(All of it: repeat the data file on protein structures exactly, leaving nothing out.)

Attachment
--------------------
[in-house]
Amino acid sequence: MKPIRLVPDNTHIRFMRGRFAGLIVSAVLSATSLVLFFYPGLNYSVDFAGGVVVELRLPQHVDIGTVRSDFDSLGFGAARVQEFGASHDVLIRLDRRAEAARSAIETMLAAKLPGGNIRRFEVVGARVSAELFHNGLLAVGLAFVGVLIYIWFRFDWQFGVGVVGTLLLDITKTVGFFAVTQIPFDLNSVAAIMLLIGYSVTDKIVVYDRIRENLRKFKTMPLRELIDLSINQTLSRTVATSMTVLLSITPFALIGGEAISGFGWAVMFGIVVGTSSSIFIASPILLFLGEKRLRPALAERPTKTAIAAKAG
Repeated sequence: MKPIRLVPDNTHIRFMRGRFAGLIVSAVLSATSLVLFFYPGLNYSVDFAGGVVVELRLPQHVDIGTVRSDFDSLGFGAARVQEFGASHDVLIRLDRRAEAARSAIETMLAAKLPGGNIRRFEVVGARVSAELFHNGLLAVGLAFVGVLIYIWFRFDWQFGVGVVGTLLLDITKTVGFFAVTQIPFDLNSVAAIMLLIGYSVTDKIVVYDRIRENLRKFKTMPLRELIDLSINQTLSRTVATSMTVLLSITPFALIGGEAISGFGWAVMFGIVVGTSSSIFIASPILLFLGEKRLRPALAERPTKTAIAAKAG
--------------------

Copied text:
[in-house]
Amino acid sequence: MKPIRLVPDNTHIRFMRGRFAGLIVSAVLSATSLVLFFYPGLNYSVDFAGGVVVELRLPQHVDIGTVRSDFDSLGFGAARVQEFGASHDVLIRLDRRAEAARSAIETMLAAKLPGGNIRRFEVVGARVSAELFHNGLLAVGLAFVGVLIYIWFRFDWQFGVGVVGTLLLDITKTVGFFAVTQIPFDLNSVAAIMLLIGYSVTDKIVVYDRIRENLRKFKTMPLRELIDLSINQTLSRTVATSMTVLLSITPFALIGGEAISGFGWAVMFGIVVGTSSSIFIASPILLFLGEKRLRPALAERPTKTAIAAKAG
Repeated sequence: MKPIRLVPDNTHIRFMRGRFAGLIVSAVLSATSLVLFFYPGLNYSVDFAGGVVVELRLPQHVDIGTVRSDFDSLGFGAARVQEFGASHDVLIRLDRRAEAARSAIETMLAAKLPGGNIRRFEVVGARVSAELFHNGLLAVGLAFVGVLIYIWFRFDWQFGVGVVGTLLLDITKTVGFFAVTQIPFDLNSVAAIMLLIGYSVTDKIVVYDRIRENLRKFKTMPLRELIDLSINQTLSRTVATSMTVLLSITPFALIGGEAISGFGWAVMFGIVVGTSSSIFIASPILLFLGEKRLRPALAERPTKTAIAAKAG